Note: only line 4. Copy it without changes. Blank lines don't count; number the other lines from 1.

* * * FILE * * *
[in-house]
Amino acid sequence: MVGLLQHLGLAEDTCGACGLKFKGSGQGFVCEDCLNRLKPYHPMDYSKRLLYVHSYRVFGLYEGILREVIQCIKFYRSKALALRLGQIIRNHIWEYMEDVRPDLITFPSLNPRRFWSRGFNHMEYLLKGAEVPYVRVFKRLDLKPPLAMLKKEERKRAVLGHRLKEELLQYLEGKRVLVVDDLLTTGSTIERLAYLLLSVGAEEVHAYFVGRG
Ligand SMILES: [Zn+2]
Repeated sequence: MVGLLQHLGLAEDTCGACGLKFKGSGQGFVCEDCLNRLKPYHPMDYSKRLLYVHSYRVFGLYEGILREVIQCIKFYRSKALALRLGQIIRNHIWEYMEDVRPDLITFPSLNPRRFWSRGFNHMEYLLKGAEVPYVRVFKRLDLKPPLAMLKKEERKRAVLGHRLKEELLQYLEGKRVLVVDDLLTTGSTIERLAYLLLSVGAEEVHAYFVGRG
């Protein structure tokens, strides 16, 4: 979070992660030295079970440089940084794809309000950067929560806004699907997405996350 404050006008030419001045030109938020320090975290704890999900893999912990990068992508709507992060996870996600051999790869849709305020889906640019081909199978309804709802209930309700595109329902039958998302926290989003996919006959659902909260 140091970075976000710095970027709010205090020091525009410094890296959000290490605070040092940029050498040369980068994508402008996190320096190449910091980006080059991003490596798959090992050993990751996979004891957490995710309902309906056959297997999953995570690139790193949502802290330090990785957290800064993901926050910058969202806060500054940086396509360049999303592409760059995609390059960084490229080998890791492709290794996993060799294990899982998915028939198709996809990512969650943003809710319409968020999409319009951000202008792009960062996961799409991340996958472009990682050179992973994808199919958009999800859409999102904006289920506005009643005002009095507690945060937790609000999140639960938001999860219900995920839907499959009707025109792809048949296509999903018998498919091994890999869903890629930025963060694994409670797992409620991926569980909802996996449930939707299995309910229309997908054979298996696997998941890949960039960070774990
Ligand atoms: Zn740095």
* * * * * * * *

Repeated sequence: MVGLLQHLGLAEDTCGACGLKFKGSGQGFVCEDCLNRLKPYHPMDYSKRLLYVHSYRVFGLYEGILREVIQCIKFYRSKALALRLGQIIRNHIWEYMEDVRPDLITFPSLNPRRFWSRGFNHMEYLLKGAEVPYVRVFKRLDLKPPLAMLKKEERKRAVLGHRLKEELLQYLEGKRVLVVDDLLTTGSTIERLAYLLLSVGAEEVHAYFVGRG